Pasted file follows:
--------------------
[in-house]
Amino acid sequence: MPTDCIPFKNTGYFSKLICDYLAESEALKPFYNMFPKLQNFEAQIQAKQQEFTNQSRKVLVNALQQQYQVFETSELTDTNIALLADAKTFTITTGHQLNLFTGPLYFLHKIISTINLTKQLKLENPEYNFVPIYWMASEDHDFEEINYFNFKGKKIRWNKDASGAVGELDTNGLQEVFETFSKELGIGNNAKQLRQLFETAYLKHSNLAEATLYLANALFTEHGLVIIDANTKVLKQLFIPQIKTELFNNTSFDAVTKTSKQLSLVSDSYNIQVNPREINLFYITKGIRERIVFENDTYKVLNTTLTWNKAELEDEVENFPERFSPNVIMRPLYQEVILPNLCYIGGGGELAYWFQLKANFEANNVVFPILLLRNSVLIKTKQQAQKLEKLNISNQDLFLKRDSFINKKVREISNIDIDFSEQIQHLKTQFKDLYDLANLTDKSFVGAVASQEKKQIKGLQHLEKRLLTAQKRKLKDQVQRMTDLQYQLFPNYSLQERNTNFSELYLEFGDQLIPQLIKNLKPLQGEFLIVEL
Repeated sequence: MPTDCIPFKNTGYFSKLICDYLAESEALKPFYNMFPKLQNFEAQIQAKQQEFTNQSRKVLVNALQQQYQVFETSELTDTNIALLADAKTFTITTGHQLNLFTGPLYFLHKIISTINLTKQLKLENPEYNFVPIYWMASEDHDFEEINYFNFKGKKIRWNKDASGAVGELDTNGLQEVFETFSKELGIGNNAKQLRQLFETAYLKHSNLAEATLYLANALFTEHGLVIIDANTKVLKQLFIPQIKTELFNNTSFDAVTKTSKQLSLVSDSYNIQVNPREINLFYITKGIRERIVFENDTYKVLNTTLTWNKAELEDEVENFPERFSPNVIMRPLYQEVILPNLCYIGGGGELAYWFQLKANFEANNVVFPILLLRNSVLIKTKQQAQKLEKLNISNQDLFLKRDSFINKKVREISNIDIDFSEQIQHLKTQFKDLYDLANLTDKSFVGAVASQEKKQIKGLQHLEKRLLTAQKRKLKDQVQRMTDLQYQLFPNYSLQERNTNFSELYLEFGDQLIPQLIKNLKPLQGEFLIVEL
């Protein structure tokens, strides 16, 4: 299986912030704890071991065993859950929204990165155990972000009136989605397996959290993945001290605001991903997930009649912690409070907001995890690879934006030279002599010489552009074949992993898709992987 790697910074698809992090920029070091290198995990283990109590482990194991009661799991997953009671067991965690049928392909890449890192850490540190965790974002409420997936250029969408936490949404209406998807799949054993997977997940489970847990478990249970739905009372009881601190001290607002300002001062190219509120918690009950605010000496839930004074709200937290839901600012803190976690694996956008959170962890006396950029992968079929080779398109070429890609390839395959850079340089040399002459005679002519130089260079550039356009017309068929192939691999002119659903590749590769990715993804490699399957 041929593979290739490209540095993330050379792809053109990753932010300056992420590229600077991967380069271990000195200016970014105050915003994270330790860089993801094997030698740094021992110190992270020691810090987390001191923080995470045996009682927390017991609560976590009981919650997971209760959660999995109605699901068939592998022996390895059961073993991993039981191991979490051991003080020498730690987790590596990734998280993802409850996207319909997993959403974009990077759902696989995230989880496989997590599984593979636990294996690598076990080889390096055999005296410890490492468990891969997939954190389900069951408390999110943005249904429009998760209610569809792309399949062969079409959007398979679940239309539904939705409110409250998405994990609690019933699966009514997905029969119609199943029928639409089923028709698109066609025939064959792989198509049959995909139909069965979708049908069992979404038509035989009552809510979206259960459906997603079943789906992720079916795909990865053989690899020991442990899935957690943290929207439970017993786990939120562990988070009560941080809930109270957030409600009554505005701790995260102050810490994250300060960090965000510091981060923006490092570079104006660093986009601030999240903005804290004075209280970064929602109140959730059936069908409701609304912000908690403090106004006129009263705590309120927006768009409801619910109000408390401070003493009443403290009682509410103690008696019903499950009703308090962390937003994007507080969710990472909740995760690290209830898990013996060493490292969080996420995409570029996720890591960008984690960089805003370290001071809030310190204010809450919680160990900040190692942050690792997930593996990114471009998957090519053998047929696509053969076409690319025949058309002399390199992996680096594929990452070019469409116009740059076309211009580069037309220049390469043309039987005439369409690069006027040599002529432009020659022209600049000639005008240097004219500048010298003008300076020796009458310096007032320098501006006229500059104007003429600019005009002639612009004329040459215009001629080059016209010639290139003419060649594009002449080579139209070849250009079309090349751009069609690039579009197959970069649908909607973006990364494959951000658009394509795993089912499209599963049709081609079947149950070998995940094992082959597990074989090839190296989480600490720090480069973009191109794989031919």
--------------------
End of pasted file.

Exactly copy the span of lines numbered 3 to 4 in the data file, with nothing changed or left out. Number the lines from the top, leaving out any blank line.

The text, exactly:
Repeated sequence: MPTDCIPFKNTGYFSKLICDYLAESEALKPFYNMFPKLQNFEAQIQAKQQEFTNQSRKVLVNALQQQYQVFETSELTDTNIALLADAKTFTITTGHQLNLFTGPLYFLHKIISTINLTKQLKLENPEYNFVPIYWMASEDHDFEEINYFNFKGKKIRWNKDASGAVGELDTNGLQEVFETFSKELGIGNNAKQLRQLFETAYLKHSNLAEATLYLANALFTEHGLVIIDANTKVLKQLFIPQIKTELFNNTSFDAVTKTSKQLSLVSDSYNIQVNPREINLFYITKGIRERIVFENDTYKVLNTTLTWNKAELEDEVENFPERFSPNVIMRPLYQEVILPNLCYIGGGGELAYWFQLKANFEANNVVFPILLLRNSVLIKTKQQAQKLEKLNISNQDLFLKRDSFINKKVREISNIDIDFSEQIQHLKTQFKDLYDLANLTDKSFVGAVASQEKKQIKGLQHLEKRLLTAQKRKLKDQVQRMTDLQYQLFPNYSLQERNTNFSELYLEFGDQLIPQLIKNLKPLQGEFLIVEL
């Protein structure tokens, strides 16, 4: 299986912030704890071991065993859950929204990165155990972000009136989605397996959290993945001290605001991903997930009649912690409070907001995890690879934006030279002599010489552009074949992993898709992987 790697910074698809992090920029070091290198995990283990109590482990194991009661799991997953009671067991965690049928392909890449890192850490540190965790974002409420997936250029969408936490949404209406998807799949054993997977997940489970847990478990249970739905009372009881601190001290607002300002001062190219509120918690009950605010000496839930004074709200937290839901600012803190976690694996956008959170962890006396950029992968079929080779398109070429890609390839395959850079340089040399002459005679002519130089260079550039356009017309068929192939691999002119659903590749590769990715993804490699399957 041929593979290739490209540095993330050379792809053109990753932010300056992420590229600077991967380069271990000195200016970014105050915003994270330790860089993801094997030698740094021992110190992270020691810090987390001191923080995470045996009682927390017991609560976590009981919650997971209760959660999995109605699901068939592998022996390895059961073993991993039981191991979490051991003080020498730690987790590596990734998280993802409850996207319909997993959403974009990077759902696989995230989880496989997590599984593979636990294996690598076990080889390096055999005296410890490492468990891969997939954190389900069951408390999110943005249904429009998760209610569809792309399949062969079409959007398979679940239309539904939705409110409250998405994990609690019933699966009514997905029969119609199943029928639409089923028709698109066609025939064959792989198509049959995909139909069965979708049908069992979404038509035989009552809510979206259960459906997603079943789906992720079916795909990865053989690899020991442990899935957690943290929207439970017993786990939120562990988070009560941080809930109270957030409600009554505005701790995260102050810490994250300060960090965000510091981060923006490092570079104006660093986009601030999240903005804290004075209280970064929602109140959730059936069908409701609304912000908690403090106004006129009263705590309120927006768009409801619910109000408390401070003493009443403290009682509410103690008696019903499950009703308090962390937003994007507080969710990472909740995760690290209830898990013996060493490292969080996420995409570029996720890591960008984690960089805003370290001071809030310190204010809450919680160990900040190692942050690792997930593996990114471009998957090519053998047929696509053969076409690319025949058309002399390199992996680096594929990452070019469409116009740059076309211009580069037309220049390469043309039987005439369409690069006027040599002529432009020659022209600049000639005008240097004219500048010298003008300076020796009458310096007032320098501006006229500059104007003429600019005009002639612009004329040459215009001629080059016209010639290139003419060649594009002449080579139209070849250009079309090349751009069609690039579009197959970069649908909607973006990364494959951000658009394509795993089912499209599963049709081609079947149950070998995940094992082959597990074989090839190296989480600490720090480069973009191109794989031919």